Whose Idea was This?

This came up on my Goodreads Twitter feed today:  If you were transported to the setting of the book you are currently reading, where would you be?

Ever since I started reading the Canadian author Louise Penny’s Gamache series I’ve wanted to live in her fictional setting of Three Pines, Canada.  I know what it looks like in my imagination.  I go there often.  I know where every single structure is located. I can find my way around the village green blindfolded. Mostly I think of it as a place of serenity and coziness, but that’s weird because the community has a very high murder rate! (Watch out if she introduces a new character.  He/she is a goner.)

I have chosen my seat at the Bistro.  It’s in one of those four upholstered chairs by the huge fireplace.   A bowl of soup, a chunk of bread, a hunk of cheese and a good book are required.  Oh, and wine.  Red wine.  I will have chosen my book at Myrna’s book store.

I got the “Barnes and Noble Special Edition” of Penny’s most recent book and started it today.  The edition is “special,” the cover sticker said, because there is a map of Three Pines included.

But whose map is it?  It doesn’t depict MY Three Pines. My Three Pines has a different layout.  I know how to get from Clara’s house to Ruth’s house in my mind. But the Special Edition map has placed houses and shops where they don’t belong.  The church must have been relocated in a tornado.  I try to unsee the map inside the front cover, but it’s stuck in my head.  Like when my sister sent me a gross video of a skin cyst exploding.  Can’t unsee THAT!

I had the main character, Armando Gamache, pictured in my head.  Then somebody went and made a movie of the first book in the series, “Still Life.”  They didn’t consult with me before casting Gamache and got it all wrong.  I’m fighting that image, too.

Perhaps I’ve gotten way too involved with Penny’s characters and setting.  I have feelings for and about them.  When I’m reading her books I transport myself to Three Pines.  MY Three Pines, not the publisher’s vision of the old village on the banks of the Bella Bella River.  I love how some books suck me in so I feel transported to another place.  I just wish the publishers and casting people wouldn’t mess with my head.



The S*** Hits the Van

“This vehicle is not moving!  Look at the traffic backed up behind us!”  It was my turn behind the wheel of our 1973 orange VW camper as our family of four made its way from Heidelberg, Germany to Italy on a camping vacation. I was convinced the engine had malfunctioned on the steep Austrian alpine pass. It was mid-summer, the snow had finally melted, and the steep highway just recently opened to travelers.

In the back seat the girls – one toddler and one just past toddlerhood – were beginning to ask “Are we there yet?”  We had spent a restless night camped out in a park in southern Germany.  My Starter Husband had pulled another panic attack (read previous blog post) in the evening and not knowing whether or not to look for the nearest “Krankenhaus” (hospital) I hadn’t slept well.  Nobody had.  Van-full of cranky people, fueled by orange peanut butter crackers and boxed juice.  This two-week vacation was not off to a happy start.

The VW was not broken, just suffering an overburdened engine straining to cross the Alps. Practically coasting down the other side, we were relieved to finally arrive in Italy and a campground near Pisa.  With the top of the camper popped up and a small tent attached to the side of the van, we made ourselves at home.  Bedtime came and I gathered up girls, towels and toiletries for the trek to the communal shower and toilet building.  We had a small porta-potty in the van for emergencies when on the road, but bath time meant a flashlight hike to the not-that-great-smelling cinder block building.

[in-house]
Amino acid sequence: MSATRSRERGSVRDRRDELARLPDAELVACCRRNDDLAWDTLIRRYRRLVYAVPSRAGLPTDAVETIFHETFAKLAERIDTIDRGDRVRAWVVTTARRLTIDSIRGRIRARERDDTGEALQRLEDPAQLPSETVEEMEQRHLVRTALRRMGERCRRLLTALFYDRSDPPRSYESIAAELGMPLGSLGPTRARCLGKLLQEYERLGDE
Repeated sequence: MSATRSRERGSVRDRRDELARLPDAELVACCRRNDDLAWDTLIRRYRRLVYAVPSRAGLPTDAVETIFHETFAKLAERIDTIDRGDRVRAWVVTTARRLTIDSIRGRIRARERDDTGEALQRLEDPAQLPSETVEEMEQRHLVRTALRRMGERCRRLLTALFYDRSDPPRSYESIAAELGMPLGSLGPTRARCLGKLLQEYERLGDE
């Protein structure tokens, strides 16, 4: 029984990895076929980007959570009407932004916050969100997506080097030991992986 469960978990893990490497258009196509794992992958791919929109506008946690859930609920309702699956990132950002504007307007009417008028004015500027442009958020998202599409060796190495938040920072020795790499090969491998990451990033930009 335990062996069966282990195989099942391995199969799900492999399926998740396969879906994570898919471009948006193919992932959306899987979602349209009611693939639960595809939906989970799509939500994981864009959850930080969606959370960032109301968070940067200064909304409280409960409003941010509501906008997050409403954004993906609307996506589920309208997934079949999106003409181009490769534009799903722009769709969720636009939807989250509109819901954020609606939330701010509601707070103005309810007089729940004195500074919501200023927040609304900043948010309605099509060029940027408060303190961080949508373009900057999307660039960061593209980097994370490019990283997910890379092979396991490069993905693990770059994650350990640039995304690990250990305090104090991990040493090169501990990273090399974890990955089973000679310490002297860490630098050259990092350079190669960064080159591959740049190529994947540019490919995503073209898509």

The entrance had a ledge to step over.  Since I was burdened like a pack horse I never saw the step, tumbled to the ground and heard a faint snap from my foot.  “NO!  This can’t be real,” I thought.  For a few days I ignored the pain and laced my sneakers up tighter for support.  Seeing me limp, the German doctor camped next to us pronounced that the foot was “kaput.”  An astute observation as I hobbled around chasing kids.

We weren’t far from the US military base near Pisa so we drove to their medical facility where a tech did an xray and assured me there was no break and wrapped the foot in Ace bandages.

The vacation (and the pain) continued as we traveled to Venice.  At our final stop at a beach campground on the Venetian Lido we were awakened one night by the camp manager.  We had a phone call in the office.  What the . . . ?  Our best friends and neighbors back in Heidelberg had our itinerary but we never expected them to track us down.  They let us know that my mother-in-law had died.

Early the next morning we literally folded our tent and unpopped the pop top and decided to drive straight through to grab a military transport plane back to the States (Leaving the girls with Rosemary and Danny for what turned out to be a pretty long time. We still owe them a return babysitting gig 40 years later.)

Once again we found ourselves on a beastly hot June day creeping across the Alps going north.  Bathroom emergencies happened.  Several times.  Did I mention it was hot?  Since this porta-potty had no “max capacity” fill line we didn’t keep track.  One final poop did it.  The pot exploded inside the van sending a shower of unmentionable sewage into the air.   From one person’s point of view this was unimaginably hysterical.  From the other person’s view point it was a sign of gross household mismanagement.  If you know me, you know which was my reaction.  This camping vacation was our last.  (After an xray in a Florida hospital I was diagnosed with a broken foot.)